Nav: Home

Children's ability to detect sugar varies widely

December 14, 2015

PHILADELPHIA (December 14, 2015) -- Everyone knows that children love sweets, but ever wonder why some kids seem to want more sugary food than others? It could be because they need more sugar to get that same sweet taste. According to new research from the Monell Center, sensitivity to sweet taste varies widely across school-aged children and is in part genetically-determined. The findings may inform efforts to reduce sugar consumption and improve nutritional health of children.

"Some children are twenty times better at detecting sugar than others. As sugar becomes more restricted and even regulated in children's diets, the less sugar-sensitive children may get less of a 'sweet signal' and therefore have a harder time dealing with sugar reduction," said study author Danielle Reed, PhD, a behavioral geneticist at Monell.

In the study, published online ahead of print in the journal Nursing Research, the researchers determined the sweet taste threshold, defined as the lowest detectable level of sucrose, of 216 healthy children between the ages of 7 and 14. Each child was given two cups, one containing distilled water and the other containing a sugar solution and asked to indicate which contained a taste. This procedure was repeated across a wide range of sugar concentrations: the lowest concentration that the child could reliably distinguish from water was designated as that child's sweet detection threshold (a lower taste threshold means the child is more sensitive to that taste).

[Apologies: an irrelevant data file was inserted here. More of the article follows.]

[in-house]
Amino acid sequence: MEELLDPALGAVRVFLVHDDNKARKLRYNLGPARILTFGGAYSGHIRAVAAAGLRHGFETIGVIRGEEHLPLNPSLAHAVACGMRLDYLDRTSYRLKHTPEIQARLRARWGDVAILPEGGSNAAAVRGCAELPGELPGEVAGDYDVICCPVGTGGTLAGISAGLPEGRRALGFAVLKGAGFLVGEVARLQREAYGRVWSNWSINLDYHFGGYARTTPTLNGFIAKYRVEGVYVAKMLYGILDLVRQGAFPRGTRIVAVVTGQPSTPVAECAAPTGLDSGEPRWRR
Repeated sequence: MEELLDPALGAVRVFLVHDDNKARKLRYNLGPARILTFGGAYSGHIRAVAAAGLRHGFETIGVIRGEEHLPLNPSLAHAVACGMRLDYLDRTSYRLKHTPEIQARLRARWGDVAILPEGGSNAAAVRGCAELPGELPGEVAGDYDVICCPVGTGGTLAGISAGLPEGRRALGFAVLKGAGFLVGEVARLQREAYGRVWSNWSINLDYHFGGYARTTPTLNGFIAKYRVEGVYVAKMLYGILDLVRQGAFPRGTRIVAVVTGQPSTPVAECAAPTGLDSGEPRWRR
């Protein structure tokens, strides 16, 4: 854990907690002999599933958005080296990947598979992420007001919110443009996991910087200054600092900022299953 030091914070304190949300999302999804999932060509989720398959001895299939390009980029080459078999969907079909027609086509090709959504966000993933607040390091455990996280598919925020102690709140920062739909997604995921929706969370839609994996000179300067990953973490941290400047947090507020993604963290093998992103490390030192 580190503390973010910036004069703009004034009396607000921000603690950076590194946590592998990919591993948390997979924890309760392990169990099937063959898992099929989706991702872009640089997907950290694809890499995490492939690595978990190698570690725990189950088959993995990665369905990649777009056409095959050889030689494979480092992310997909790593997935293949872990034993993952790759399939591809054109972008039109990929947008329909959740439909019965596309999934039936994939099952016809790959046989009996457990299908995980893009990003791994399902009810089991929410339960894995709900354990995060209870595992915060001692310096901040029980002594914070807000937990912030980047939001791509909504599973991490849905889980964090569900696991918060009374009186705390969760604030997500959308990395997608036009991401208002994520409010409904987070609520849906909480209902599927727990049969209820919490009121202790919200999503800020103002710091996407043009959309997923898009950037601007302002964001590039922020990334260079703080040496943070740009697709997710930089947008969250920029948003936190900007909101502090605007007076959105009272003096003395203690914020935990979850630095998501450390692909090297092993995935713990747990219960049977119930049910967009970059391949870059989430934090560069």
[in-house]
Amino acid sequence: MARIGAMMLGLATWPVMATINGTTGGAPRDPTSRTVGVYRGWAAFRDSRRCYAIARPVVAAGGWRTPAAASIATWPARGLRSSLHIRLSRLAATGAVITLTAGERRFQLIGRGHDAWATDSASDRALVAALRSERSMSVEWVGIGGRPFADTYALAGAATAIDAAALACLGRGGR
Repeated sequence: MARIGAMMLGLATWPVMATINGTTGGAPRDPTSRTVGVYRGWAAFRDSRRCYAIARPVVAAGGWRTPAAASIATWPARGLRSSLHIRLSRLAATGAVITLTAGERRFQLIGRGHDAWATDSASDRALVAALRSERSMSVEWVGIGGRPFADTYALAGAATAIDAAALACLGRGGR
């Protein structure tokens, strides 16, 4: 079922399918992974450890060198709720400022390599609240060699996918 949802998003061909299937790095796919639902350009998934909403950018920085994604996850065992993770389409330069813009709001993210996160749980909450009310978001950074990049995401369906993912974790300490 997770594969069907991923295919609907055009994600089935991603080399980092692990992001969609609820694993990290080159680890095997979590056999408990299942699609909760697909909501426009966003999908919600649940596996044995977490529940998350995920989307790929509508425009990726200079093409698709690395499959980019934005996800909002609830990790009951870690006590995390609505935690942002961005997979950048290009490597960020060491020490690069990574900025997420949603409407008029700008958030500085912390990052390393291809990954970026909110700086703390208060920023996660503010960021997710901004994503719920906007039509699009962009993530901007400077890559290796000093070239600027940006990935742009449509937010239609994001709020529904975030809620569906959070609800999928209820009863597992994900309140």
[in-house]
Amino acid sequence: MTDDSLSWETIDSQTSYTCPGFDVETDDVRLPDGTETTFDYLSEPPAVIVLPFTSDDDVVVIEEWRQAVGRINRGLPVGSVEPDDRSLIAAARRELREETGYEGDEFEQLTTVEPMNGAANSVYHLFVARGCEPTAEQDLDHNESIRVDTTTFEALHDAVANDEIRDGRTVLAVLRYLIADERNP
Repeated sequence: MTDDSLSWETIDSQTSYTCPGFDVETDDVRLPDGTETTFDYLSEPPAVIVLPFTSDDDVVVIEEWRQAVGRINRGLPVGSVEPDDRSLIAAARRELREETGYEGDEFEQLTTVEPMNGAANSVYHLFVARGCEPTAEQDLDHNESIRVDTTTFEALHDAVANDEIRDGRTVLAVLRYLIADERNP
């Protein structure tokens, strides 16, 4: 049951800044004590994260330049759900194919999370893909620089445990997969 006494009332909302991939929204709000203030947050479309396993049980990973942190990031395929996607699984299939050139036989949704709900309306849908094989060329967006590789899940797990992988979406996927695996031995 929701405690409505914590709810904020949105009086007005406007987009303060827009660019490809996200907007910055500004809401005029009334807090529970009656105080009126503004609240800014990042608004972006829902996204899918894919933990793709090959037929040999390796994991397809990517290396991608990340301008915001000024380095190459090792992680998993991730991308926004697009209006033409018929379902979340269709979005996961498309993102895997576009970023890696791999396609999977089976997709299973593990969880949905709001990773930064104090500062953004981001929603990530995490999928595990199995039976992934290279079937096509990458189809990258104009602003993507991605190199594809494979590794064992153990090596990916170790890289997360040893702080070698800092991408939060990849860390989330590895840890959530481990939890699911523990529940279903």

Detection thresholds varied across a large range. The most sensitive child required the equivalent of only 0.005 teaspoon of sugar dissolved in a cup of water to detect sweetness, whereas the least sensitive needed three teaspoons to get the same sensation.

To explore genetic influences on sweet taste perception, DNA from 168 of the children was analyzed to identify variation in two sweet taste genes known to be related to sweet sensitivity in adults: the TAS1R3 G-coupled protein sweet receptor gene and the GNAT3 sweet receptor signaling gene. An additional analysis identified variation in the TAS2R38 bitter receptor gene, which is known to be related to individual differences in sweet preferences among children. Small changes in each of these genes are associated with differential sensitivity of the respective receptor to its activating taste stimuli.

Genotype analyses revealed that sucrose thresholds and sensitivity were related to variation in the bitter receptor gene, but not in the two sweet receptor genes. Specifically, children whose TAS2R38 receptor gene variants make them more bitter-sensitive were also more sensitive to sucrose.

Dietary records revealed that children having this same bitter-sensitive gene variant consume a higher percentage of their daily calories as added sugar.

"We were surprised to find that sweet taste sensitivity and sugar consumption were related to a bitter receptor gene. This will make us look harder at how we have cubby-holed taste genes into discrete categories and prompt us to explore whether sucrose and other sugars can directly activate bitter receptors," said Reed.